We do not just need school teachers with guns; we need a superior faith to export, one that can be grasped by Afghan peasants.

dag said...

Peers, I'm pondering a number of your points above. One that we cannot be atheists without loss of faith in a diety, as it were, might be slightly less than logic but I suspect that in the real world it is entirely true.

Anyone who ties up his life on illogic as the weirdo above is pathetic beyond Dickensian description. And yet we wallow in the celebrity lives of such creatures, not just his, others as horrible and disturbing, the likes of movie stars and ciminals and the like. We fasten onto the weid as a way of -- what, Peers? I'm stumped. The man, the movie stars, the losers of all-sorts, what is the attraction? Why do we pay attention to them? What does it say about our culture? Our personal lives that we should listen to and pay to listen to Cindy Sheehan?

The clinging to ones evil heart is a theme I like to write about, usually opening my statements by using the poem from Stephan Crane,"In the desert I met a man." I think people understand the concept quite well but don't think it through in any depth, not to the point that they see it in themselves, which is the worth of the exercise.

I am wondering just how many people understand things, concepts, the like, but at such a superficial level that it's really meaningless. I ask that because I'm sitting here wondering aobut what you'vbe written, and it's going to take me some time to weigh it all and figure out the details in my own laborious fashion. I can't just nod, smile, agree, repeat in paraphrase, and feel that now I know. I want to incorporate you thoughts into my worldview to see if they fit and why. That does take time. So, I'm leeft wondering how many and how often people actually think through what they read and learn. My experience is that I'm pretty selective about how I spend my "think time." Others must be similar. It brings back a line from Charles discussion that one needs hear a radio ad 500 times before it sinks in.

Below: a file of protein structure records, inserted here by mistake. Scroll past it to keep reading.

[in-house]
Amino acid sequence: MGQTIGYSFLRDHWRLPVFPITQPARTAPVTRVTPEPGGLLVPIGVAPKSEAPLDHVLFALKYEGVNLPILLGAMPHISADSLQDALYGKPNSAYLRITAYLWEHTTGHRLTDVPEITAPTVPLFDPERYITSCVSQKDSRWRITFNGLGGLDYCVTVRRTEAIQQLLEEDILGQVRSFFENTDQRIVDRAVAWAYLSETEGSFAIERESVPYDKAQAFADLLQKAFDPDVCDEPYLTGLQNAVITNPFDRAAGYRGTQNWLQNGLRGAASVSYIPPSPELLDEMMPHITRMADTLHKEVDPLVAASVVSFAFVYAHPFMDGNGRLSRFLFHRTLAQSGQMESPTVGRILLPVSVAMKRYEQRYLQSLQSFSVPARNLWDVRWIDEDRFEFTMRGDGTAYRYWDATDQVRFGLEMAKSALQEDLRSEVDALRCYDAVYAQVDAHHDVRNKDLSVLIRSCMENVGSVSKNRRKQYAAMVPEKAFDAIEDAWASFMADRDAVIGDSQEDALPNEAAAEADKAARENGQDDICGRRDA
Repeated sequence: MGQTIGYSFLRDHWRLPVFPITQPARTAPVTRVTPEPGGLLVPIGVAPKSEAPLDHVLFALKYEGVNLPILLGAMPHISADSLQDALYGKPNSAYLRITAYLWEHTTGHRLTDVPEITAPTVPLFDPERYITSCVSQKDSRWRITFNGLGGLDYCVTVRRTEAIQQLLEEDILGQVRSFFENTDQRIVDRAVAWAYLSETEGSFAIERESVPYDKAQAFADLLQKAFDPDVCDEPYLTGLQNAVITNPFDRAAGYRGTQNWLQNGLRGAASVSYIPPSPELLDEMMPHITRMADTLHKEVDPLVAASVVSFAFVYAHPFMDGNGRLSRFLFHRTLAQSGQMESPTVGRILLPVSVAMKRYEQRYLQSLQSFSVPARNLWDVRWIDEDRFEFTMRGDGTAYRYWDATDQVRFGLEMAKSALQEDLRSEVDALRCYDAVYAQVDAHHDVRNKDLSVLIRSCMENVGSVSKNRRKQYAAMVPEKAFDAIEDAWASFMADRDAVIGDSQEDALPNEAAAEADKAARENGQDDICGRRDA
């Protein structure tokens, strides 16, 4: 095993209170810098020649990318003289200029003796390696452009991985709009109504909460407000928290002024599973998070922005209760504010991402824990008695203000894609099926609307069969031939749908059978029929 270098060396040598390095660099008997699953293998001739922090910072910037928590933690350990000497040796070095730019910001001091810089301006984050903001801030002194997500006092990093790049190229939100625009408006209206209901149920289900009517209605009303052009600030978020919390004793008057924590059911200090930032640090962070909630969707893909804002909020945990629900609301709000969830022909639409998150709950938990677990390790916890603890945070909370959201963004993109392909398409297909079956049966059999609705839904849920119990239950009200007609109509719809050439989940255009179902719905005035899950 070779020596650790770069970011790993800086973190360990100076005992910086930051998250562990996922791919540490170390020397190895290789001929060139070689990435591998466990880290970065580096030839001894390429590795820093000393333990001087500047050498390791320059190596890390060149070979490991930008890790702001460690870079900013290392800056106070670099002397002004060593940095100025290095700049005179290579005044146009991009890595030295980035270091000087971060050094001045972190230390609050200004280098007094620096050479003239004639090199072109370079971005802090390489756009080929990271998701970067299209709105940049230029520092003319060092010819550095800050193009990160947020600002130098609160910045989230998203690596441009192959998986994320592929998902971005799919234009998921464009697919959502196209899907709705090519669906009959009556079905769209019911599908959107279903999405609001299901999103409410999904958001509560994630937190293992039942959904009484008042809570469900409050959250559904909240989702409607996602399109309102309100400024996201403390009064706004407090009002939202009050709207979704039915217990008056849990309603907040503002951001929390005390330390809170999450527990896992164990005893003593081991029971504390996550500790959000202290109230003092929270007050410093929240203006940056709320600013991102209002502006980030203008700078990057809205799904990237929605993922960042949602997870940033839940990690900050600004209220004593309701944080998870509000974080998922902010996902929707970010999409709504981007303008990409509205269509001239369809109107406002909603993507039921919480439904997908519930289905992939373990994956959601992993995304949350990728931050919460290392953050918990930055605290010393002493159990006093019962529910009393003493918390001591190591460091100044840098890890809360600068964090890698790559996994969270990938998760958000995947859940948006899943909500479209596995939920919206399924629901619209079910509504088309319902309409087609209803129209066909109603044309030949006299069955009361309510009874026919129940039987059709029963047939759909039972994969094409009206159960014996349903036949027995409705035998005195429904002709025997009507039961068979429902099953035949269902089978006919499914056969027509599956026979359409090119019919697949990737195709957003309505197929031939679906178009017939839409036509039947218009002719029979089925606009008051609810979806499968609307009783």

And the Covenant for Man? There you have me. It must be as simple as metaphors like time and money. No, not just school teachers with guns. We need morals as simple and true as the metaphors of math. The authority of math requires not a bit of outside authority. Kant didn't quite make it, in my inexpert opinion, so we have to keep trying. We, perhaps not so smart as he, are at least still alive. We can do what we can do. All the geniuses of history are helpless now. It's up to us.

truepeers said...